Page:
The Boston Phoenix
Review from issue: August 28 - September 4, 1997

[Film Culture]

| reviews & features | by movie | by theater | by time and neighborhood | film specials | hot links |

Knut case

Troell and von Sydow ennoble Hamsun

by Peter Keough

HAMSUN, Directed by Jan Troell. Written by Per Olov Enquist based on the book by Thorkild Hansen. With Max von Sydow, Ghita Nørby, Anette Hoff, Asa Söderling, Eindride Eidsvold, Gard B. Eidsvold, Sverre Anker Ousdal, Edgar Selge, and Ernst Jacobi. A First Run Features release. At the Museum of Fine Arts September 3 through 20.

Hamsun Ezra Pound, Ferdinand Céline, Knut Hamsun -- not many great artists embraced the Nazi cause, but enough to cast doubt on the sanctity of their calling. The circumstances of the last-named, superbly dramatized in Jan Troell's searing Hamsun, are perhaps the most pathetic. Author of Hunger, Pan and The Growth of the Soil, revered by his native Norway, and winner of the 1920 Nobel Prize, Hamsun opted in old age for ignominy by siding with Quisling and the occupying German army during World War II. In a harrowing scene early in the film, a little girl tosses one of his books at his feet and demands to know why he was a traitor. With a child's uncompromising clarity, and an old man's convoluted reflectiveness, Hamsun provides the sometimes unpalatable, ultimately moving answer to that question.

Hamsun's tragedy began at an age when most lives are coming to an end. It's 1935, and the 76-year-old novelist, portrayed by Max von Sydow in the consummate performance of his career, makes an absurd spectacle of himself by chasing down a white hen at his country estate and beating it to death with his walking stick for costing him "a day's work." In a furious confrontation, his wife, Marie (a shrill and heartbreaking Ghita Nørby), accuses him of not doing any work for years, of "whoring" his ideals, of betraying the 30 years she has sacrificed for him. Knut moves out to an inn in Oslo, and in his absence Marie is seduced by the politics of Nationalist Party leader Vidkun Quisling (Sverre Anker Ousdal), a man she sees as true to his ideals. Realizing the advantage of having an endorsement from Marie's renowned husband, Quisling persuades her to reconcile with him.

All politics, Troell recognizes, arises from the basic political units of the couple and family. Although Hamsun always claimed his support for Quisling and later for Hitler was due to his desire to see Norway take its place as a first-rate nation in the "German Empire" and his hatred of British Imperial "arrogance," Troell makes the excruciatingly convincing case that it derived largely from a bad marriage and a twisted home life. The sad lives of Hamsun's spoiled and neglected children may be given short shrift, with the emphasis on his alcoholic daughter Ellinor (Anette Hoff), but few films have captured the subtle manipulations, deceits, sacrifices and betrayals of two damaged people in such a long, mutually destructive relationship.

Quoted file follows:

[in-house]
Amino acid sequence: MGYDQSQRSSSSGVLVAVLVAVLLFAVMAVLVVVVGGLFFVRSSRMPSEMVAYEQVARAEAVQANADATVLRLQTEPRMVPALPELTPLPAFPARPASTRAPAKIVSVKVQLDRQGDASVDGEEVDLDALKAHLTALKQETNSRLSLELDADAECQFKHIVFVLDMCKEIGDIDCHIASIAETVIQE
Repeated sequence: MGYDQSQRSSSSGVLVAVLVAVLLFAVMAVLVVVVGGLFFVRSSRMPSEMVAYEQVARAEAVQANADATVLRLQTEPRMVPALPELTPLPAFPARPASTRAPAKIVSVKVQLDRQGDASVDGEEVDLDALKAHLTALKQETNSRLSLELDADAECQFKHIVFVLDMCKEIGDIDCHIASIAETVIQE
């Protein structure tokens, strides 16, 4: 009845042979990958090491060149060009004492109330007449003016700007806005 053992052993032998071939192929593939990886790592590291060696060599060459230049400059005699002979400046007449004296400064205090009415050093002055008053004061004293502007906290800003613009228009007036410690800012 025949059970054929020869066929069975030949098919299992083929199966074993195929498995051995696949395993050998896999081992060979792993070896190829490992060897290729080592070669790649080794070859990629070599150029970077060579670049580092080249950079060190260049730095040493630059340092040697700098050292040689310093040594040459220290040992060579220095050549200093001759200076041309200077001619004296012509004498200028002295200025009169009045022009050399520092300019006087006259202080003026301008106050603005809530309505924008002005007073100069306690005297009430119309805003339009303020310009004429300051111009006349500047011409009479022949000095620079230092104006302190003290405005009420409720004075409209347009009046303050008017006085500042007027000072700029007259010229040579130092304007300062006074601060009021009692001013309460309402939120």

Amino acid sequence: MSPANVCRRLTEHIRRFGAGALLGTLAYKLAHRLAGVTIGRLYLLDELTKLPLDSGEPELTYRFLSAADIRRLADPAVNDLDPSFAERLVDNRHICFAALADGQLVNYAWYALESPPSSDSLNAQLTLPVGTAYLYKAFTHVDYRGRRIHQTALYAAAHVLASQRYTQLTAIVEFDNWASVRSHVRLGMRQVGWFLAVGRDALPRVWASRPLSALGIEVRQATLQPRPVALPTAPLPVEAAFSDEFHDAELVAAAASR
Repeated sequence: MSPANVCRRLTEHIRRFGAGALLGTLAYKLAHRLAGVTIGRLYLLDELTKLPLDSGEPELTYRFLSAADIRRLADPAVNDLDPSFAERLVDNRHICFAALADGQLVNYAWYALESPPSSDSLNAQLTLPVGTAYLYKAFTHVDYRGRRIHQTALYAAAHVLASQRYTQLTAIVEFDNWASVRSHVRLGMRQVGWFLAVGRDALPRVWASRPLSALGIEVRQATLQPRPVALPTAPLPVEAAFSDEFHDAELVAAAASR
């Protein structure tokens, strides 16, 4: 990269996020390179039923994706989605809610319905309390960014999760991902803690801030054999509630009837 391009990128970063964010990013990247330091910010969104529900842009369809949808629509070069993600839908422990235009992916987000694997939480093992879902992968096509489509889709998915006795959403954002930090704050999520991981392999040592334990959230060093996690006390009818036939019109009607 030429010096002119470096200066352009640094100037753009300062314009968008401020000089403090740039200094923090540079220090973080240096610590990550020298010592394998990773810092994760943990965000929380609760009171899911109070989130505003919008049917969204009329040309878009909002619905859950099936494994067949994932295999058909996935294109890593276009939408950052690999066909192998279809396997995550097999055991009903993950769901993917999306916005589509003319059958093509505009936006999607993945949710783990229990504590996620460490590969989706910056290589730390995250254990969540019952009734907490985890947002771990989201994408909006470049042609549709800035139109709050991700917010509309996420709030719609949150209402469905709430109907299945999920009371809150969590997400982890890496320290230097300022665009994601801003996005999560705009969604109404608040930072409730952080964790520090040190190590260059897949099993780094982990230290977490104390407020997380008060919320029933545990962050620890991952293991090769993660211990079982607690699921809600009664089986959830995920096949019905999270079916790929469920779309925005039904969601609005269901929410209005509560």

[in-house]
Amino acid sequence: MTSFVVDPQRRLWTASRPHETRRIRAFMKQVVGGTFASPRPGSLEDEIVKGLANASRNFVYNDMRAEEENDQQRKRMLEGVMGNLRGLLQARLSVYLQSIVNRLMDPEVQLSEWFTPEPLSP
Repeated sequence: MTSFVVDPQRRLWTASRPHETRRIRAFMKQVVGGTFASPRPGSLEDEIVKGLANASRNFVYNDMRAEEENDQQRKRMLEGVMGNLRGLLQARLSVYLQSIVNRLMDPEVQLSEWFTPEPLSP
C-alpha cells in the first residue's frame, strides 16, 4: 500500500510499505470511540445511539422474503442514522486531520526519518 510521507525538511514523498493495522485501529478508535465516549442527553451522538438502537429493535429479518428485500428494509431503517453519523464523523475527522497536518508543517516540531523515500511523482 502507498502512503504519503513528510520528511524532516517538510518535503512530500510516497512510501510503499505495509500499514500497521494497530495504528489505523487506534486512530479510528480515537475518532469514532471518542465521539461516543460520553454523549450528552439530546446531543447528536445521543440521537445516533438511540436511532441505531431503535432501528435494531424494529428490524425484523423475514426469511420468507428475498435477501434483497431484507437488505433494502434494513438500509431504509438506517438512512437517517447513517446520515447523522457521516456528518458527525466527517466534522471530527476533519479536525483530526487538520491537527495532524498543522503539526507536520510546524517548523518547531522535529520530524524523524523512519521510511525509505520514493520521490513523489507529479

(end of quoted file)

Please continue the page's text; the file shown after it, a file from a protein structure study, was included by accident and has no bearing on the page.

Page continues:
Taking advantage of her husband's literal deafness and willing blindness to the evils of the system he's joined, Marie becomes his "ears and voice," encouraging him to write editorials urging resistance fighters to put down their arms and extolling the need for and inevitability of Nazi victory. Meanwhile, she exploits her position of power to resurrect the acting career she believes she abandoned for Knut's sake, going on tour through Norway and Germany to give pompous readings from her husband's novels, in effect co-opting his authorship.

Troell seems dangerously close to a misogynist interpretation of the events, blaming the downfall of a great but deluded man on the machinations of a wicked, self-serving woman. Max von Sydow's performance makes it clear that this is not the case. He gets the tremors, the tics, the cantankerousness of senescence down pat, but what makes his Hamsun evoke not just pity but Lear-like fear is his grasp of the man's hubris, power, pigheadedness, and conscious self-betrayal. The icon's massive façade of righteousness and genius crumbles before a series of confrontations -- with the child who calls him a traitor, with the parents of neighbors whose menfolk are being tortured in Gestapo prisons, with Terboven (Edgar Selge), the brutal head of the occupation, with Hitler (Ernst Jacobi), and most painfully with the psychiatrists and jurists who try to analyze and judge him after the war.

Except for some sophomoric symbolism (the ongoing clock motif), Troell offers von Sydow the blithest and lushest of frameworks for his craft, letting the years pass in a series of brilliantly composed episodes, and allowing the arc of Hamsun's tragedy and the fire of the story's passions to be sustained through the film's continually absorbing 160-minute length. Knut Hamsun may have betrayed the cause of art, but Troell's film goes a long way toward redeeming it by making that betrayal comprehensible and tragic -- itself a work of art.

[Movies Footer]

| home page | what's new | search | about the phoenix | feedback |
Copyright © 1997 The Phoenix Media/Communications Group. All rights reserved.